Pathways to Prayer
Psalm 78:1-7 & Matt 25:1-13
November 12, 2023

November is our special time to remember Thornwell, and a time to take up a special offering this month.  You will find envelopes in the pews provided for your special offering.

For those not familiar with Thornwell, their mission is to prevent child abuse and neglect, build and reunite families, and support healthy communities in the name of Jesus Christ.

Thornwell was founded in 1875 in Clinton, SC, by a Presbyterian minister to care for orphans from the Civil War.  Thornwell still cares for children who’ve experienced trauma while providing innovative ministries to strengthen families throughout Florida, Georgia, and South Carolina, and their theme this month is “Pathways to Prayer.”

Looking at our scripture today, I’m always amazed how the scripture provides the word needed at the right time.  It is obvious God still speaks to us from these pages when we allow ourselves to be open to receiving the word that God is sending.

Have you ever had that dream where you were running and running from something or to something, but you just could not get to where you were going, and when you woke up, you were just exhausted.  That’s how I picture the foolish bridesmaids in our parable today.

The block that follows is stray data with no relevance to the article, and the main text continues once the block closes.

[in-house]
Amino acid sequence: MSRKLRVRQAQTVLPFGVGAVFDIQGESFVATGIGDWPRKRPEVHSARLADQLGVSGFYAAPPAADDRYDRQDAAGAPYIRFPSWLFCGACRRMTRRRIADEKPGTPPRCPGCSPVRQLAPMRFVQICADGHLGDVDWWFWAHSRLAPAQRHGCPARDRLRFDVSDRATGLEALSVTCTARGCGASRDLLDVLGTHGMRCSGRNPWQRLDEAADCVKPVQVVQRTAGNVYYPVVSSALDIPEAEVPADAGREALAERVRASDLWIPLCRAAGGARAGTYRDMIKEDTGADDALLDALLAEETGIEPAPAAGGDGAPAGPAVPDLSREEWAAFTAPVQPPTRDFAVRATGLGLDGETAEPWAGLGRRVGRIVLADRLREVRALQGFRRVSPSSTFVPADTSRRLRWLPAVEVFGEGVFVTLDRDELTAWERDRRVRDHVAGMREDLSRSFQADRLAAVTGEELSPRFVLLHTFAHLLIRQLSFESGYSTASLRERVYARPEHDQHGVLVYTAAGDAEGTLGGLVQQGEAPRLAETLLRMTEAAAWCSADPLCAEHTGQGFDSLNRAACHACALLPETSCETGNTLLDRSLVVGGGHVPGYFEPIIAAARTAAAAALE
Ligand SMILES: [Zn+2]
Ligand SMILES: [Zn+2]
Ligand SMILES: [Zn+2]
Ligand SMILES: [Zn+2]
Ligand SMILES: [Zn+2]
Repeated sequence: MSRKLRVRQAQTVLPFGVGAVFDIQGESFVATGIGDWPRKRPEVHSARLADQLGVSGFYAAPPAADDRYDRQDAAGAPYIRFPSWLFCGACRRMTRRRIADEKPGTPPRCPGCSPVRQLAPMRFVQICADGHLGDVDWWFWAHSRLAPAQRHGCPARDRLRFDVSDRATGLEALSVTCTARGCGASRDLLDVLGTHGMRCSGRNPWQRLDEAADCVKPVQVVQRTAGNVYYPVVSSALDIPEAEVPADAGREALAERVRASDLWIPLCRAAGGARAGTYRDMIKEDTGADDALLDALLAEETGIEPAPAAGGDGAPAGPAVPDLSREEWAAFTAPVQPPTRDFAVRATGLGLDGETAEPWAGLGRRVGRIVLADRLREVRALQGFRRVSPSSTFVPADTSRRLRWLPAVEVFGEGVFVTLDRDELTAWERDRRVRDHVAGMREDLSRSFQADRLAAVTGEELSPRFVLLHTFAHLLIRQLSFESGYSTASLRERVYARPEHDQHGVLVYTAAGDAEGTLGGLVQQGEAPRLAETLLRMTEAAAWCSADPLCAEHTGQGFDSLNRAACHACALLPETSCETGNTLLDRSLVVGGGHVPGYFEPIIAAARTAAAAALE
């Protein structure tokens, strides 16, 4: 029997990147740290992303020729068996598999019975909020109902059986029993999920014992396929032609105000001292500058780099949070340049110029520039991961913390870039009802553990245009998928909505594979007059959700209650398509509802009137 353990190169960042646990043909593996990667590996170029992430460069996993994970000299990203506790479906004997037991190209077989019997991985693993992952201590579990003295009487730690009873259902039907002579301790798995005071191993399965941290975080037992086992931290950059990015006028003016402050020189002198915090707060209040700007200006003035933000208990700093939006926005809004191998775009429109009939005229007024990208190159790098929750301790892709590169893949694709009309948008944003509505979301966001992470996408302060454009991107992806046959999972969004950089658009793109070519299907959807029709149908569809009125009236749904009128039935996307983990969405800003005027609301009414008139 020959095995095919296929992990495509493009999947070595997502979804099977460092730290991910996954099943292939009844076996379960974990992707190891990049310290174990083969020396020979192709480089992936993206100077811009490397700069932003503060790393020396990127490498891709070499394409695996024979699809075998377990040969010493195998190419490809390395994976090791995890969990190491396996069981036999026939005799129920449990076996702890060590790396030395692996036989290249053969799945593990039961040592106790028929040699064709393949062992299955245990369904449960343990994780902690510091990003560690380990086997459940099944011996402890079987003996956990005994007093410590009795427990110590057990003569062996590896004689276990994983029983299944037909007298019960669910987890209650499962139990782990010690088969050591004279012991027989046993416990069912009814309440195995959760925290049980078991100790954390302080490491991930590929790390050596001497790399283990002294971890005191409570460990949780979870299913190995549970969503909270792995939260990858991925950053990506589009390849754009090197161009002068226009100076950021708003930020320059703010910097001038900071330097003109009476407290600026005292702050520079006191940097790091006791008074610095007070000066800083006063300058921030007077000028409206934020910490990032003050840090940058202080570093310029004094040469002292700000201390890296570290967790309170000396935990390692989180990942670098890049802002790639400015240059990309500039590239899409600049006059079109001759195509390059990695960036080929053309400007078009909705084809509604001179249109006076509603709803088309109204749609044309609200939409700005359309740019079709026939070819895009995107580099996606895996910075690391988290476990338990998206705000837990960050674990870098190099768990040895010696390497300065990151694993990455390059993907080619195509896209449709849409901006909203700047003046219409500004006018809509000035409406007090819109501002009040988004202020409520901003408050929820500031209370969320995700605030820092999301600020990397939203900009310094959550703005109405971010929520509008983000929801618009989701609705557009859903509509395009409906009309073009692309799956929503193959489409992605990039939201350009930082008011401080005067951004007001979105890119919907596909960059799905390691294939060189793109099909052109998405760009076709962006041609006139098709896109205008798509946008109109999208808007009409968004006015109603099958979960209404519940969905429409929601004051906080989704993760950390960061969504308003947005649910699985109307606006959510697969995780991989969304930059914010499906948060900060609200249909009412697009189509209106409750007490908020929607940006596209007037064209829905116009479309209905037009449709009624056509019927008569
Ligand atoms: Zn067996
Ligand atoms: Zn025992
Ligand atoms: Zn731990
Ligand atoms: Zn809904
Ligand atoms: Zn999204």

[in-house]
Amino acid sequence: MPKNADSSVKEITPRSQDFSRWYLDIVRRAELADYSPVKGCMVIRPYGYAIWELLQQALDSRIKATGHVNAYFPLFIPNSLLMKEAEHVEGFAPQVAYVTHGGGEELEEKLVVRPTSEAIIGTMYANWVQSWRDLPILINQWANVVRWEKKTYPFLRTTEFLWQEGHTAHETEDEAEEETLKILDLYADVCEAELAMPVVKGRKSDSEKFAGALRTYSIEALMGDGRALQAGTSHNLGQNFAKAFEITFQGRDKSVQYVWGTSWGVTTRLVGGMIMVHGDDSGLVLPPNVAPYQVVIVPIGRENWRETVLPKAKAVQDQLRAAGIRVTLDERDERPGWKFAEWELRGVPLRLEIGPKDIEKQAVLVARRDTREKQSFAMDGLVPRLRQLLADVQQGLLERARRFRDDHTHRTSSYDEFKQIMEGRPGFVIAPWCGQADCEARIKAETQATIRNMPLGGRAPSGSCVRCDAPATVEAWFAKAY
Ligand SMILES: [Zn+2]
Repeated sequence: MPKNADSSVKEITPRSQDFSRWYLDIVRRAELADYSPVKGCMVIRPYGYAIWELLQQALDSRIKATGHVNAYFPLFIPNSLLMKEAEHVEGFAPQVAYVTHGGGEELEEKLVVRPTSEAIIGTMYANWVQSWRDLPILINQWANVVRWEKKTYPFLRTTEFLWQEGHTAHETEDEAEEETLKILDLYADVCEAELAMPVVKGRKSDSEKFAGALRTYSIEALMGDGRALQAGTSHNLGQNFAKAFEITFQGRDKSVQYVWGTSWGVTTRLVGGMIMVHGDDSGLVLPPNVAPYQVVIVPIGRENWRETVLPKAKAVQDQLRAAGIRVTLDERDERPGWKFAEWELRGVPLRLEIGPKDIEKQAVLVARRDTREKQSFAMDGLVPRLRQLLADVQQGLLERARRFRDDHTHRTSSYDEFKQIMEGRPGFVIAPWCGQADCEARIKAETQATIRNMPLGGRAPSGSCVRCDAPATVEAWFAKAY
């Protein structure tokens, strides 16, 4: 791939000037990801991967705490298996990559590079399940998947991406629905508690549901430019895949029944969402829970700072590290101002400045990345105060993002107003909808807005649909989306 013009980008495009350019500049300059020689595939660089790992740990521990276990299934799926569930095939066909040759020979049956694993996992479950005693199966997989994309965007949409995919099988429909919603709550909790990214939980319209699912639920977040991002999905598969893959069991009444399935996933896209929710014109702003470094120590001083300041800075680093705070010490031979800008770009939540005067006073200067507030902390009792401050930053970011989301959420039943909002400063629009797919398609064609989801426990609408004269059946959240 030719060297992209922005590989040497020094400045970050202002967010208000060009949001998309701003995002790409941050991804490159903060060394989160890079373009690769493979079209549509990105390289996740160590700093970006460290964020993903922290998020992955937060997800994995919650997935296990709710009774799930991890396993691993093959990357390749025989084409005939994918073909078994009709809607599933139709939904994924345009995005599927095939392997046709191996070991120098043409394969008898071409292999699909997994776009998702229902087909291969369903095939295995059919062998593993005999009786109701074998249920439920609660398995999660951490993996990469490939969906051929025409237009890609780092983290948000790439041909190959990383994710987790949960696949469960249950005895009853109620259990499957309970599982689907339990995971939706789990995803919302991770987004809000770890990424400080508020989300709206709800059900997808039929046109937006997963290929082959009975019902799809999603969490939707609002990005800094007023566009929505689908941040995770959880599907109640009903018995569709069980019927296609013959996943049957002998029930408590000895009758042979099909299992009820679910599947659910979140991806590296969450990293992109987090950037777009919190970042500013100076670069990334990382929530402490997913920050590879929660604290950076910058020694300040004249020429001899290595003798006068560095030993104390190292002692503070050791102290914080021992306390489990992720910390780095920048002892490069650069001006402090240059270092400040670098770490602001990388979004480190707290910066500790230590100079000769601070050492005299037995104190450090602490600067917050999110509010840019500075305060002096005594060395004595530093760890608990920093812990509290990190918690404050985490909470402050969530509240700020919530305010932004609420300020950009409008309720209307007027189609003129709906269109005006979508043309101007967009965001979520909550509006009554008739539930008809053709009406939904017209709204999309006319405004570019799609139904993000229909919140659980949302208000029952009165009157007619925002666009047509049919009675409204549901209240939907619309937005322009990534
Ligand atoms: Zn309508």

When we are wise, we plan and we prepare.  In those instances when we have prepared well, we can be at ease for the upcoming event for which we have prepared, and we can even enjoy what is going to take place.  It can be a joyous celebration as it was with the wise bridesmaids.

Ultimately, we have a choice when it comes to following Jesus, we can allow ourselves to be prepared and equipped so that we are on alert and stand ready to be Jesus in the world, or we can slumber through life missing all the opportunities to be in relationship with Jesus.

If we use the example of runners, they have to prepare for a marathon.  In this parable, if we consider the 10 bridesmaids as runners, all dressed in their sports gear, complete with the newest running shoes, they are ready to run the marathon, but are they?

As it turns out, only five are ready for the marathon, and the other five are only ready to sprint before they are out of breath.  They are out of fuel. 

Runners know that you have to prepare, build up your stamina, to complete the marathon.  Training is an essential part of the completion of the long run.  They can encourage each other, they can be coached; however, they can only train and prepare for themselves.  They cannot share their training, body strength and stamina to run the long race with another person.  The long run depends on what comes from within, and how prepared one has worked to prepare.

In the Jewish tradition of Jesus’ time, oil is a symbol for good deeds.  New Testament Professor M. Eugene Boring says that oil represents “deeds of love and mercy in obedience to the Great Commandment” —- feeding the hungry, welcoming the stranger, clothing the naked, caring for the sick, visiting those in prison.